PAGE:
Davis said voters will compare the calmer, more issue focused second debate to the turbulent first debate, which will score more points for the president’s re-election.

“As far as overall, two weeks ago everyone complained about the interrupting and the fighting,” Davis said. “I think everyone was looking toward the president to turn up the heat tonight, but I can say tonight he was presidential. He was calm for the most part. He listened. He let Joe speak.

“I think there were some very key spots in this debate. While the hot topic was Hunter Biden this week, I actually think there were two messages that will definitely be race changing in this race and both of them are going to hurt Joe Biden. One, he never answered who built the cages. You are going to see all the pictures of the cages. It was a simple question. He didn’t answer it. He avoided it.”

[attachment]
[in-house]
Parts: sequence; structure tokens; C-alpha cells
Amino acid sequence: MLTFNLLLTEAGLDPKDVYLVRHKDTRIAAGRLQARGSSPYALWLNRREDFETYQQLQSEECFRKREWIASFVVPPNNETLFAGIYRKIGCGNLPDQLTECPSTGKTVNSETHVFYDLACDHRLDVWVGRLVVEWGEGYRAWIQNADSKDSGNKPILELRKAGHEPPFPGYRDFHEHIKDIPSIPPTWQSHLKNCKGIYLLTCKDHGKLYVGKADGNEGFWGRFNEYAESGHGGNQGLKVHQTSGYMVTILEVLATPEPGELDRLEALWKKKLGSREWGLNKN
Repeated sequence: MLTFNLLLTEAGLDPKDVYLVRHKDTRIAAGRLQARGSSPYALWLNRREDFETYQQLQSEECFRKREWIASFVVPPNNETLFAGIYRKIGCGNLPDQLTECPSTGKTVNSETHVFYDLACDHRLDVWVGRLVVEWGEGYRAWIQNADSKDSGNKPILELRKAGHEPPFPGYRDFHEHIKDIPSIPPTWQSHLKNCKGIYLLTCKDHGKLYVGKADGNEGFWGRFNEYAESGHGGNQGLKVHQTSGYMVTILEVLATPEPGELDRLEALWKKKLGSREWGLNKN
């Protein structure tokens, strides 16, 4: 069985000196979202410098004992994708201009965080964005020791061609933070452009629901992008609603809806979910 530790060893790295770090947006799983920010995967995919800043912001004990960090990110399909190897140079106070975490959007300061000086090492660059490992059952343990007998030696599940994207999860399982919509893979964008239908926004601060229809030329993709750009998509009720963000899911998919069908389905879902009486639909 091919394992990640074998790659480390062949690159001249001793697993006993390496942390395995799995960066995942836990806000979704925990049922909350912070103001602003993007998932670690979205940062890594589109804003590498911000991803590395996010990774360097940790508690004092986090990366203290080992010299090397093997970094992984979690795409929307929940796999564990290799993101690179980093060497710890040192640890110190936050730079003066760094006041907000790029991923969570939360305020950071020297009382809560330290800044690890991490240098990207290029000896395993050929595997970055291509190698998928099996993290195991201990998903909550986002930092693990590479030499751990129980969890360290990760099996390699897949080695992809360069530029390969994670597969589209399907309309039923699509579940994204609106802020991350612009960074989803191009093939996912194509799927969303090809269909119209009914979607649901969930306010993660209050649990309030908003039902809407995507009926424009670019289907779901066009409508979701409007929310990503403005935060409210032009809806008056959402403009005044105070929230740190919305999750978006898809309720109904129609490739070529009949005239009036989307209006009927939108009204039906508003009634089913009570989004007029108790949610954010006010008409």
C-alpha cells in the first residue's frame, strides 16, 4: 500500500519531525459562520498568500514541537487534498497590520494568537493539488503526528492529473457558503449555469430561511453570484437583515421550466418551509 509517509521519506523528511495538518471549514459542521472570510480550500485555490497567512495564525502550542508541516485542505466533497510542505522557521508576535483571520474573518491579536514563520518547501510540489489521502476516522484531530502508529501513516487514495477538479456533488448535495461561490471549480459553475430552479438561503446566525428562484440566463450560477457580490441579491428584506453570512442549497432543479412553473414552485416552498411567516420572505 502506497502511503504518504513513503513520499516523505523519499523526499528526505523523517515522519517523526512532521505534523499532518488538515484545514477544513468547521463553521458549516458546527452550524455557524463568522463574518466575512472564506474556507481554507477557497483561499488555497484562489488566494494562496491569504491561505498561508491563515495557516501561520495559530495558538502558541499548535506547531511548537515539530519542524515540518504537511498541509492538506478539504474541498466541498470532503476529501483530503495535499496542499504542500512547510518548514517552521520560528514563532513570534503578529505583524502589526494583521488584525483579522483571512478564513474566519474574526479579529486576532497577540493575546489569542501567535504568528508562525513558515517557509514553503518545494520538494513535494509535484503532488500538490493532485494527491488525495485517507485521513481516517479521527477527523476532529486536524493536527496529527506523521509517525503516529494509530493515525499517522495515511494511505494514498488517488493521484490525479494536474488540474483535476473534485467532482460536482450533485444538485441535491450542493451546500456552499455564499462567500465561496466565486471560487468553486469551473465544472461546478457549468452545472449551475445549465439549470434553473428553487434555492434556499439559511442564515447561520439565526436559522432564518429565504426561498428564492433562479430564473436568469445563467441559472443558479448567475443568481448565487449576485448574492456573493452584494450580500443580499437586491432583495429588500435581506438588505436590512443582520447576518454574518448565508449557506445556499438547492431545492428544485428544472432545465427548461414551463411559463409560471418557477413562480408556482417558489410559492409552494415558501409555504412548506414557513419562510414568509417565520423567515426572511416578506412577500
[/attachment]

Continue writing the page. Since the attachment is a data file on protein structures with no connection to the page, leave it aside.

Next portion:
Davis referred to the issue of Biden’s son Hunter, which came up towards the end of the 90 minute debate that was held at Belmont University in Nashville, Tennessee. Hunter Biden was accused of taking contracts in Ukraine and China while his father served as vice president in President Barack Obama’s administration.

But Davis said Trump hit an issue with Biden that could influence voters in Pennsylvania, one of the key Battleground states which could be in contention.

“At the very end, Joe Biden basically said he was going to shut down the oil industry and he was going to move away from subsidies and away from the oil industry and that will hurt badly in Pennsylvania,” Davis said